“At medical school we were taught to ‘first do no harm’ and to me, our study focuses on this core belief of modern medicine,” said Jennifer Lane, MD, NDORMS, who served as co-lead author on this study along with Jamie Weaver, from Janssen Research and Development. “OHDSI has the power to investigate this question in a very thorough way and to go through rigorous steps. We are looking at patients from the general population, which is why it is so important to look at data from multiple countries. There are reasons why you may get bias from one data source, but if we find a signal in the Netherlands, and we find it in Spain, and we find it in the U.S., then we know we have something.”
It was first released on MedRxiv and has already made significant impacts in the healthcare community. On April 23, the European Medicines Agency (EMA) cited the study in a warning about the risk of serious side effects with chloroquine and hydroxychloroquine. In July, the EMA again highlighted the study, among other efforts within the OHDSI community, in its eighth revision of The European Network of Centres for Pharmacoepidemiology and Pharmacovigilance (ENCePP) Guide on Methodological Standards in Pharmacoepidemiology.
“It required a global effort to generate this level of reproducible, reliable real-world evidence to inform decision-making around COVID treatment,” said Patrick Ryan, PhD, co-senior author on this study. “Our community collaborated for years to develop the high-level analytics which set the course for these studies. Standardizing data for nearly 1,000,000 patients on hydroxychloroquine provides confidence in these findings, and we are pleased to see that this study has already helped make a positive clinical impact as treatment options continue to be evaluated.”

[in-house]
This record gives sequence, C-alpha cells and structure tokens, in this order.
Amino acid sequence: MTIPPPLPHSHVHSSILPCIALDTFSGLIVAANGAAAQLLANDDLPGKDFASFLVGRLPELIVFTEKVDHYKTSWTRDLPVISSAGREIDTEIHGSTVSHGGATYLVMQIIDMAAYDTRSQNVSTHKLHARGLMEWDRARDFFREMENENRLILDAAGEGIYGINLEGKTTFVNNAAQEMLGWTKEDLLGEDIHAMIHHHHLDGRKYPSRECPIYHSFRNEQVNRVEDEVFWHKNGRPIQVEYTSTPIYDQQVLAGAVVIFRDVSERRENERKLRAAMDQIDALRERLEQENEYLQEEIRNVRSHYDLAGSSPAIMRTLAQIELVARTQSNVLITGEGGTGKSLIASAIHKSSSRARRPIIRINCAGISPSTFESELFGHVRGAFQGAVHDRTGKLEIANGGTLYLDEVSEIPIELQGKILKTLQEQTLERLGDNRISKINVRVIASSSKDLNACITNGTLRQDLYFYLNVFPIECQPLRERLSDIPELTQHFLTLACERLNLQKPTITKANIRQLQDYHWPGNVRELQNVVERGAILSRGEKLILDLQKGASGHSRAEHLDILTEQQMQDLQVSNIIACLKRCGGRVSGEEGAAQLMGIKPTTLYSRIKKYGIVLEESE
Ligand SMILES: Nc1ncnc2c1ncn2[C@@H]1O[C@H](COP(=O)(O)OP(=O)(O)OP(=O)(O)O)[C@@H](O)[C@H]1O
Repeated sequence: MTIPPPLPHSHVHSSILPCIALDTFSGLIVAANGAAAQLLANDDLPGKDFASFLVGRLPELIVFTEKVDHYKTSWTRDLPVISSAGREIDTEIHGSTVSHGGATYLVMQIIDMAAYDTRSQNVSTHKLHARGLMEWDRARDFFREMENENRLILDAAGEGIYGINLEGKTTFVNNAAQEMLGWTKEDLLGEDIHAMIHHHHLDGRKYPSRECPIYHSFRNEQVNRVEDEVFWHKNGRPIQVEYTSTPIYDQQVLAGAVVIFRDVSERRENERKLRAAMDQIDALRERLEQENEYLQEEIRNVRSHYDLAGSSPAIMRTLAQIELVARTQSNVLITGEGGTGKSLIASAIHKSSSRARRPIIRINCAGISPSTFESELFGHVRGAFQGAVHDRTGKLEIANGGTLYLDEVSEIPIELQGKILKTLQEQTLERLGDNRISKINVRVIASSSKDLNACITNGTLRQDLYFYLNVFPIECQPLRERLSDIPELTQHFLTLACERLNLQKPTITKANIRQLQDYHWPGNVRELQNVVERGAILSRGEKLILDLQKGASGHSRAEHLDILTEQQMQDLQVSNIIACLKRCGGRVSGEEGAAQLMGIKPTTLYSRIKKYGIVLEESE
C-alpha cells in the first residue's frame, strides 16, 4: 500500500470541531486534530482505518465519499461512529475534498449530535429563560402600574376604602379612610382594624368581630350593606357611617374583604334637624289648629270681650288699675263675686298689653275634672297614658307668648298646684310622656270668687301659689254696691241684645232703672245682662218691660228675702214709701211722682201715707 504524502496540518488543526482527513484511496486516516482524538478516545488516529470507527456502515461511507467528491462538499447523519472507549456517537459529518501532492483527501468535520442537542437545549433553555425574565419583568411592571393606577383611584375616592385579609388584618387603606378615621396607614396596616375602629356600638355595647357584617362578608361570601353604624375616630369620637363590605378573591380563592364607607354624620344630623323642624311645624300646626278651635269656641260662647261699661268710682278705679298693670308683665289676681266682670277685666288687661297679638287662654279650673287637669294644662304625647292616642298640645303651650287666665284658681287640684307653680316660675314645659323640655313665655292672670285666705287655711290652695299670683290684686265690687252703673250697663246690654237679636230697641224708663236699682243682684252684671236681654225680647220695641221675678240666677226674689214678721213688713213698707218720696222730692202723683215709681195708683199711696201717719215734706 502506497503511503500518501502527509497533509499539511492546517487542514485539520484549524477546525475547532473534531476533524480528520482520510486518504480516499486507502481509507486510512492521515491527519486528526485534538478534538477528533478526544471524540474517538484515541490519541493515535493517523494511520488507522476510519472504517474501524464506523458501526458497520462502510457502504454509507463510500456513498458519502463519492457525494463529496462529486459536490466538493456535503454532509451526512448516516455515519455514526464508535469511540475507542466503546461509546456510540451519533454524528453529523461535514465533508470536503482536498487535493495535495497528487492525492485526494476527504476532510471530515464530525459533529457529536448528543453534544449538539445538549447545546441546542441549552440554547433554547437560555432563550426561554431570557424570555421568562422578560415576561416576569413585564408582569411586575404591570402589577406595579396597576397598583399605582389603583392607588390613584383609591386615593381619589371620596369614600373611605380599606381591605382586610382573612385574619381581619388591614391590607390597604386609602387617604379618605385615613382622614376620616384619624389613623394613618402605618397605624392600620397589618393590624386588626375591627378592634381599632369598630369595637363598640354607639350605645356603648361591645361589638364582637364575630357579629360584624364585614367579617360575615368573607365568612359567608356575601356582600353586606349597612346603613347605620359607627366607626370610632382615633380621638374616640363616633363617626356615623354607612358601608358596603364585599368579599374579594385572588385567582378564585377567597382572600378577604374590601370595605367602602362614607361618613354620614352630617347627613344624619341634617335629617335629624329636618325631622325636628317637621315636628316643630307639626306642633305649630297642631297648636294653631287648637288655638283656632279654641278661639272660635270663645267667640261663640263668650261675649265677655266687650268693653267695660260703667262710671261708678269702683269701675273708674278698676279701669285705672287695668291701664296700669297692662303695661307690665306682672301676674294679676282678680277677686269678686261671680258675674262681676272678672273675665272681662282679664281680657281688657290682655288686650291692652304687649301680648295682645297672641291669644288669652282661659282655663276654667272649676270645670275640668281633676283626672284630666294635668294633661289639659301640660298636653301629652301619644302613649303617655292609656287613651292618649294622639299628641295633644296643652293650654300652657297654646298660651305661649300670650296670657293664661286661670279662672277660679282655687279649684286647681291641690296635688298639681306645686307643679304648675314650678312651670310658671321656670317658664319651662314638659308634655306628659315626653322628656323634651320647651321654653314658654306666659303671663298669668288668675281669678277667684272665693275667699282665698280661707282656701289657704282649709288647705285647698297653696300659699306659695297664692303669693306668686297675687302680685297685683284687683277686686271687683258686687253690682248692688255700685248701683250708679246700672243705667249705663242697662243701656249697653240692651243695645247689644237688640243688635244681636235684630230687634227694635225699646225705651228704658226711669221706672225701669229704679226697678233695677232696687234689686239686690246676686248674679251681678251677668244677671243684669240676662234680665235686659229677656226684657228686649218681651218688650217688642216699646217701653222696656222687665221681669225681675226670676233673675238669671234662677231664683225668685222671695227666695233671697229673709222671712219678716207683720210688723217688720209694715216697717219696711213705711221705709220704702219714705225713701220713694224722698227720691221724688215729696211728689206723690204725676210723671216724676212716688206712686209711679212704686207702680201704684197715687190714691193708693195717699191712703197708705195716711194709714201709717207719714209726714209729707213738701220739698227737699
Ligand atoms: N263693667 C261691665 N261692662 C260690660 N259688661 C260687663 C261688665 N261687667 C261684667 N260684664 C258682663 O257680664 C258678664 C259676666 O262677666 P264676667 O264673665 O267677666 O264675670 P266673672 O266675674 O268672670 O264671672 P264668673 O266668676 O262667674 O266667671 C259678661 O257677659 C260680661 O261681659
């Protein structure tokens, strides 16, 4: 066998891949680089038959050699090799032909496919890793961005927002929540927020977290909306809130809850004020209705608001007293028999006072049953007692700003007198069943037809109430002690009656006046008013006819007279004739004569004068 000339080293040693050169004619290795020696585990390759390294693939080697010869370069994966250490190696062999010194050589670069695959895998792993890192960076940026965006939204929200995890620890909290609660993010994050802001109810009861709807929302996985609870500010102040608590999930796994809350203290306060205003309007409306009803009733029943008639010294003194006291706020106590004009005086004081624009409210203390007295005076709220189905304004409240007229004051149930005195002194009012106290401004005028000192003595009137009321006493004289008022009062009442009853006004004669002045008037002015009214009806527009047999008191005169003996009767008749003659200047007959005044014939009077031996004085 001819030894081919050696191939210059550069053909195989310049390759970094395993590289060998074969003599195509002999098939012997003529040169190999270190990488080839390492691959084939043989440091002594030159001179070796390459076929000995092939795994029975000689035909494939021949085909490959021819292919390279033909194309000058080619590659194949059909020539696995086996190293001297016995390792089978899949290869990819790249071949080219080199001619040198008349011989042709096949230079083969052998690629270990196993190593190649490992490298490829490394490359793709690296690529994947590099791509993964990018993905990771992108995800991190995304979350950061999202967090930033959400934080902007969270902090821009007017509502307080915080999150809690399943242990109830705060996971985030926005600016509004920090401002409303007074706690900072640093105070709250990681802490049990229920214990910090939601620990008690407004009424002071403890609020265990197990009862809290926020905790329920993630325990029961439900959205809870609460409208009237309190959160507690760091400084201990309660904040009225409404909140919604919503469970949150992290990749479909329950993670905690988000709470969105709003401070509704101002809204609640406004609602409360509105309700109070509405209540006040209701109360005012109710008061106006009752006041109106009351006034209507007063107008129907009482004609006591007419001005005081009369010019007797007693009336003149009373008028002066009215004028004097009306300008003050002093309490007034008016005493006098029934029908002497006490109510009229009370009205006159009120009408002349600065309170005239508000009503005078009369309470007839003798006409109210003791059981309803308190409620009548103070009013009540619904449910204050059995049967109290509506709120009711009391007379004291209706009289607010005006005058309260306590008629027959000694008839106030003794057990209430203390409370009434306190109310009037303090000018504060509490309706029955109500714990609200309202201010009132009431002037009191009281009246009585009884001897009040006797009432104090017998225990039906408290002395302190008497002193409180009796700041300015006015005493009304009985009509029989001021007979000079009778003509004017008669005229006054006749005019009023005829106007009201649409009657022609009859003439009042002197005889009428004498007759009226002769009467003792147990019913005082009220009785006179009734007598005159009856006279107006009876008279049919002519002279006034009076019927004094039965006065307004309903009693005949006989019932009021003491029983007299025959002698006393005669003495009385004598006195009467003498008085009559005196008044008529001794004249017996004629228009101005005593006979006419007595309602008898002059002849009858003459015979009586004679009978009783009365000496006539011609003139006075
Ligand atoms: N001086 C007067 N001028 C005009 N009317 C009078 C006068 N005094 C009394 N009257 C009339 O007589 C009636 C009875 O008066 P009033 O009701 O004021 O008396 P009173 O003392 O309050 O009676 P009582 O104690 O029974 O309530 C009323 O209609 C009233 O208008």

Notes to editors
The Nuffield Department of Orthopaedics, Rheumatology and Musculoskeletal Sciences (NDORMS) is a multi-disciplinary department focusing on discovering the causes of musculoskeletal and inflammatory conditions to deliver excellent and innovative care that improves people’s quality of life. The largest European academic department in its field, NDORMS is part of the Medical Sciences Division of the University of Oxford, and is a rapidly growing community of more than 500 orthopaedic surgeons, rheumatologists and scientists all working in the field of musculoskeletal disorders.
The research work of the department takes place in several locations across the Nuffield Orthopaedic Centre, namely the Botnar Research Centre, the Kennedy Institute of Rheumatology, and the Kadoorie Centre. The co-location with NHS services puts the department in an excellent position with basic researchers working alongside clinicians. This substantially improves research capacity, improving access for researchers to patients, and facilitating the interaction between clinicians and scientists that is essential for successful medical research. www.ndorms.ox.ac.uk
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Josie Eade, Acting Communications Manager
Nuffield Department of Orthopaedics, Rheumatology and Musculoskeletal Sciences, University of Oxford